— Additional reporting by Daniel Offner

News

More than 2,000 Long Islanders enjoyed the festivities at Captree State Park as Assemblyman Joseph Saladino hosted the ninth annual Marine and Outdoor Recreation Expo on Sept. 15.

Attendees learned about sustainable sources of energy as well as ways to protect the planet, especially the island’s marine environment. There were demonstrations in camping, boating, water safety, renewable energy, wildlife and environmental education, fly fishing, arts and crafts, face painting, clowns, touch tanks, ballon animals and plenty of rock and roll.

The founders of the popular Facebook group “Massapequa Moms,” a ‘virtual living room with 6,700 people,’ are leveraging their social media power to create a new discount loyalty card good all over Long Island—including, they hope, in Farmingdale.

With a hugely popular Facebook community, co-founders Dawn Boyle Kostakis and Stephanie Hartman wanted to “figure out a way that we could help the consumer and the business owner at the same time; keeping commerce going, keeping it all local and having the people get a little bang for their buck,” said Kostakis. They wanted to serve more than just Massapequa, too, and the Long Island Loyalty card was born.


Sports

Farmingdale squeaks by Massapequa

The rivalry between the Farmingdale Dalers and the Massapequa Chiefs is a big one. So big that the school districts and the Nassau County Police Department had to take extra precautions to maintain security. Not everyone who wanted to see this game at Masspequa High School were allowed access to the game. In the past, there was some unruly behavior. So, if you were from Farmingdale you parked on the right side of the school and from Massapequa you were on the left. The stands on both side were full and hundreds standing along the fence to watch this game.

The Chiefs would score first in the first quarter with a 9-yard run by Paul Dilena for a touchdown. The Dalers had some problems moving the ball down field until Daler Danny Mckeon intercepted a pass and ran it back into the Chiefs side of the field. This would set up a 6-yard run for a touchdown for Michael Outing who had 19 carries for 84 yards. With the score tied 7-7, Zach Kolodny kicked a 22-yard field goal to put the Dalers up 10-7 shortly before  halftime and the heavy rain that followed.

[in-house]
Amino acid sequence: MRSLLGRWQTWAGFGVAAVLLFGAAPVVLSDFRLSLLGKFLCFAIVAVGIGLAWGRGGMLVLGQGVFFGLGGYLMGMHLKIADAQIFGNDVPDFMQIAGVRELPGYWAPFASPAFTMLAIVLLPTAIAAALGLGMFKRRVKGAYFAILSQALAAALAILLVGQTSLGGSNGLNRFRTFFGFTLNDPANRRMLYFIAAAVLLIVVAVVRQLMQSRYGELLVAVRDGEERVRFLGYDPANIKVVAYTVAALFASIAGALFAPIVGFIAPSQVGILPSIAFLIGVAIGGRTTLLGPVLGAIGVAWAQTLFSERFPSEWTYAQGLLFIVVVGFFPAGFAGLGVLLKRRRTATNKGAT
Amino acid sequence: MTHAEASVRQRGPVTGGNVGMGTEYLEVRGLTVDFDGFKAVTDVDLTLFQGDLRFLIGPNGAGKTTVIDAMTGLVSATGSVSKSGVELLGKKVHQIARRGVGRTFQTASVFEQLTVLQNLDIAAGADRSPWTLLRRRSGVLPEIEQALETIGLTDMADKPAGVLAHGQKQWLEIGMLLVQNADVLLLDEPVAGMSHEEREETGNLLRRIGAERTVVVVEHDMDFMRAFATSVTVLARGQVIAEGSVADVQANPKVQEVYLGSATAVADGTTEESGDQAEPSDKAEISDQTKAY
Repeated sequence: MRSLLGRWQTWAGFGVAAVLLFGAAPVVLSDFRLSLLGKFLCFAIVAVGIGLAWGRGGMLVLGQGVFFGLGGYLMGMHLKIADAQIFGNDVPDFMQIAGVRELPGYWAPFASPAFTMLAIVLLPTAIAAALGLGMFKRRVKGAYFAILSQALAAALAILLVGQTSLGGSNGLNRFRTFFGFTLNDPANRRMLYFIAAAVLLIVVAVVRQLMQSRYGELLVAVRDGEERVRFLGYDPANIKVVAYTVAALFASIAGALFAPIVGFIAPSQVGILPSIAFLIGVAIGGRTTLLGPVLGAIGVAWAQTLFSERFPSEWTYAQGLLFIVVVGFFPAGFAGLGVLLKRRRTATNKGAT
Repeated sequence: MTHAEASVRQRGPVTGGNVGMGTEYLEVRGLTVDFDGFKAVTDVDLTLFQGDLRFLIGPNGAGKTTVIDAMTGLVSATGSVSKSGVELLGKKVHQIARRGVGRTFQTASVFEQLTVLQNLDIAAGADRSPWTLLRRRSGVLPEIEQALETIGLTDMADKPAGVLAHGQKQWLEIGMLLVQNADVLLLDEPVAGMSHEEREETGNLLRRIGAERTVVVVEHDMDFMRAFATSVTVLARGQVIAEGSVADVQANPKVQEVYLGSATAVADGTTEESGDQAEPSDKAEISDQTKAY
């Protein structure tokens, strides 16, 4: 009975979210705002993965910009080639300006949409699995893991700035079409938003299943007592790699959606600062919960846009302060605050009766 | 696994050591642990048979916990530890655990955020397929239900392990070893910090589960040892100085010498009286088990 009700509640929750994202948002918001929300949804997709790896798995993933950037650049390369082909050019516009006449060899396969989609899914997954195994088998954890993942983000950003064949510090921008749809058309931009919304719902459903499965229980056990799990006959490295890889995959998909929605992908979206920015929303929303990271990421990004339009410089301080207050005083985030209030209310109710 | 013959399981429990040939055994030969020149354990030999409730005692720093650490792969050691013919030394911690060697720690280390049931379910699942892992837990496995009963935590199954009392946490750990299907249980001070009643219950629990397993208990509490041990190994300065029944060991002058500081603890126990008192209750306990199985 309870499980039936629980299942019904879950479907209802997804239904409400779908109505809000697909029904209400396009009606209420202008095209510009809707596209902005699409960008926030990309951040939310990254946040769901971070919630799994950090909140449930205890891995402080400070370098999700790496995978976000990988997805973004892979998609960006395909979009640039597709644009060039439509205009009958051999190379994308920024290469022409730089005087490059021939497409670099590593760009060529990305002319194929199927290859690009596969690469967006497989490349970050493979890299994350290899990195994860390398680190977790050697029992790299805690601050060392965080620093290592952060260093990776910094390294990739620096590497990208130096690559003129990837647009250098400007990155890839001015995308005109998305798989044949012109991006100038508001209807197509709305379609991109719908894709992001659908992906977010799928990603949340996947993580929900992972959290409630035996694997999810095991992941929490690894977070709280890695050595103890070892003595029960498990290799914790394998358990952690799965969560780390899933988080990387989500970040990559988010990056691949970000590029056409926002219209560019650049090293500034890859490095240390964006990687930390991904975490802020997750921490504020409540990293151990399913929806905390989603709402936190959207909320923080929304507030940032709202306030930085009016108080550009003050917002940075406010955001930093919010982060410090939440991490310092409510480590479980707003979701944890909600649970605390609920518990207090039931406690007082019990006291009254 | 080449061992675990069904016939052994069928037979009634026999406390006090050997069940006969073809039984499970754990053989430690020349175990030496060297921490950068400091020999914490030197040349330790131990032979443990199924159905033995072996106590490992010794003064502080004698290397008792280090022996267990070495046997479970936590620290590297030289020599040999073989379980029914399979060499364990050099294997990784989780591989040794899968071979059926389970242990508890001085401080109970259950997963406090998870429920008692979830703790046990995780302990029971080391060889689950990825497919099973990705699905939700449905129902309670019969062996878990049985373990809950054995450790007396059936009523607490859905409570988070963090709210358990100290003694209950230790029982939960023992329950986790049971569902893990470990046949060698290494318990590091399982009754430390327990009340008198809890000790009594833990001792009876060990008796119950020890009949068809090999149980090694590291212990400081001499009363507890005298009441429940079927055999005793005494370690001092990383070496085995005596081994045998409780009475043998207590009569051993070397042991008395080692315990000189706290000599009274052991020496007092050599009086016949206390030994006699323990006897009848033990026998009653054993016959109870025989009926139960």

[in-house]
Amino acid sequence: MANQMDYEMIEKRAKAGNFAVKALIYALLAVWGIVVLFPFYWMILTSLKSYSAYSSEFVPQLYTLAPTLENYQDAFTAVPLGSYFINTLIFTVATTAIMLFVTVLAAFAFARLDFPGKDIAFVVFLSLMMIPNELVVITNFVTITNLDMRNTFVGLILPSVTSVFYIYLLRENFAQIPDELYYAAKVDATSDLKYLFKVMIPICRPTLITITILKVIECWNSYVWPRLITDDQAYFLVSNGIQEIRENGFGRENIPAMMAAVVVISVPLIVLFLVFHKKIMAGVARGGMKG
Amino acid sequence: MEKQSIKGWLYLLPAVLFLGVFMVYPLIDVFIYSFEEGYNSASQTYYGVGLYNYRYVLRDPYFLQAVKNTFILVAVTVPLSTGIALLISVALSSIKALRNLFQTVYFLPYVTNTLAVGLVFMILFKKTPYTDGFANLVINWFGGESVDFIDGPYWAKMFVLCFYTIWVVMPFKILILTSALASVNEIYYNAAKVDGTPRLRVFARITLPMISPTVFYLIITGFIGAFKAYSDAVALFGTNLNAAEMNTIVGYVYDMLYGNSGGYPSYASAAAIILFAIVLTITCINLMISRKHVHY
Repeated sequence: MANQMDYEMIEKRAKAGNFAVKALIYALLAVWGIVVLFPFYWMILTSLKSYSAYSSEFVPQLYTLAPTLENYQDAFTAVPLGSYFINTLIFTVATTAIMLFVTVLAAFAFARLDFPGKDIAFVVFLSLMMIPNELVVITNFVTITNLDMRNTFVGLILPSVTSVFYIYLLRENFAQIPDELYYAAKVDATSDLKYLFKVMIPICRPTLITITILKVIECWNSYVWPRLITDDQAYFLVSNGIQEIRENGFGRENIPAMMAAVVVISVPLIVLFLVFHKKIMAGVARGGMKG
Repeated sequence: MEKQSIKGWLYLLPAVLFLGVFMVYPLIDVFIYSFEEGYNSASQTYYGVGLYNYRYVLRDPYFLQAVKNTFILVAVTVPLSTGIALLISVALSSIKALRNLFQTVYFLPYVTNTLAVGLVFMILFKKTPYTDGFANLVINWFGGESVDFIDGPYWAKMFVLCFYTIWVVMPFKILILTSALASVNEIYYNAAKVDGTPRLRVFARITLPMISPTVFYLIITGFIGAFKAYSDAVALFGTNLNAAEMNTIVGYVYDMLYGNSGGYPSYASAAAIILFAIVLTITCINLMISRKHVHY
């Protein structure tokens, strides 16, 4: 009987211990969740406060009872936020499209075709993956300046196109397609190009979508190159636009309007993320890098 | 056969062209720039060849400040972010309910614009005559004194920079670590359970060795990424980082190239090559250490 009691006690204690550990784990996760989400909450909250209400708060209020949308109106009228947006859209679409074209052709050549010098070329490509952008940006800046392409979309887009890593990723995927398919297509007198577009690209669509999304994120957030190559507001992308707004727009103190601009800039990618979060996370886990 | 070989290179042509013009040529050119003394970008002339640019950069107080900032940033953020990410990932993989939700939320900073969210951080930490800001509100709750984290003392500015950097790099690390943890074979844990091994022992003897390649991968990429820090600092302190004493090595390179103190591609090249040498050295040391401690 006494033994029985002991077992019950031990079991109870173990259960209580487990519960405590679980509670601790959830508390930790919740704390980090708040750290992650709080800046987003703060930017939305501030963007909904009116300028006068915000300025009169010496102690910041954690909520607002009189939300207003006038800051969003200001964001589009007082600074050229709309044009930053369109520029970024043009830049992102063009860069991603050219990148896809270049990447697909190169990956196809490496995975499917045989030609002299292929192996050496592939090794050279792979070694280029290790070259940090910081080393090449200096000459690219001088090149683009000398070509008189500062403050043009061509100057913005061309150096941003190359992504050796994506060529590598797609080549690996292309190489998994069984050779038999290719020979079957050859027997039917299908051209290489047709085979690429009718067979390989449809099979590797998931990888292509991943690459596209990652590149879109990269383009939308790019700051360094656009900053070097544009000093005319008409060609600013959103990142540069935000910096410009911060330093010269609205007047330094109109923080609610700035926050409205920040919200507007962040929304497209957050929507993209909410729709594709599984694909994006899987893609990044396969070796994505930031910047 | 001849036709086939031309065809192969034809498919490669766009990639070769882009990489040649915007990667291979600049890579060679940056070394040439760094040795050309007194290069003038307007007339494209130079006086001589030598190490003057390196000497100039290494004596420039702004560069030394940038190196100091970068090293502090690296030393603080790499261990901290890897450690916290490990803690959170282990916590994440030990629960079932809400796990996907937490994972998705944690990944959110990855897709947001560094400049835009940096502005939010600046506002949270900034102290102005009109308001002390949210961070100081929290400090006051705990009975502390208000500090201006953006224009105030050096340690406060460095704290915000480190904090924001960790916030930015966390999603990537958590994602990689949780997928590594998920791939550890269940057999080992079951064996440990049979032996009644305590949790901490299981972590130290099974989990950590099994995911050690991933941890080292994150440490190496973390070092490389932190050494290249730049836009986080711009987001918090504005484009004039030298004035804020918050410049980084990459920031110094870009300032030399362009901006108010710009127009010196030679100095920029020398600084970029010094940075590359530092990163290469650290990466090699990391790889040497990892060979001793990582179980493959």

Town sports shifts to hockey

It’s almost time to hit the ice again.

The Town of Oyster Bay Youth Ice Hockey Program will hold its registration on Monday, Oct. 6 and Wednesday, Oct. 8, from 6 to 9 p.m. on both nights. Registration takes place at the Town of Oyster Bay Ice Skating Center in Bethpage.

“The Youth Ice Hockey Program provides youngsters, ages three to 13, with the opportunity to hone their skating and hockey skills under the guidance of ice hockey coaches,” Councilman Joe Pinto stated. “The highly regarded program has earned it recognition by the NHL, which has partnered with the Town to promote hockey programming and youth enrichment through its ‘Hockey is For Everyone’ initiative.”


Calendar

Junior Varsity Football At Baldwin High School

Saturday, September 27

Girls Varsity Tennis At Malverne High School

Tuesday, September 30

Boys Varsity Volleyball Versus Massapequa High School

Wednesday, October 1



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1959: The Year The Music Stopped Playing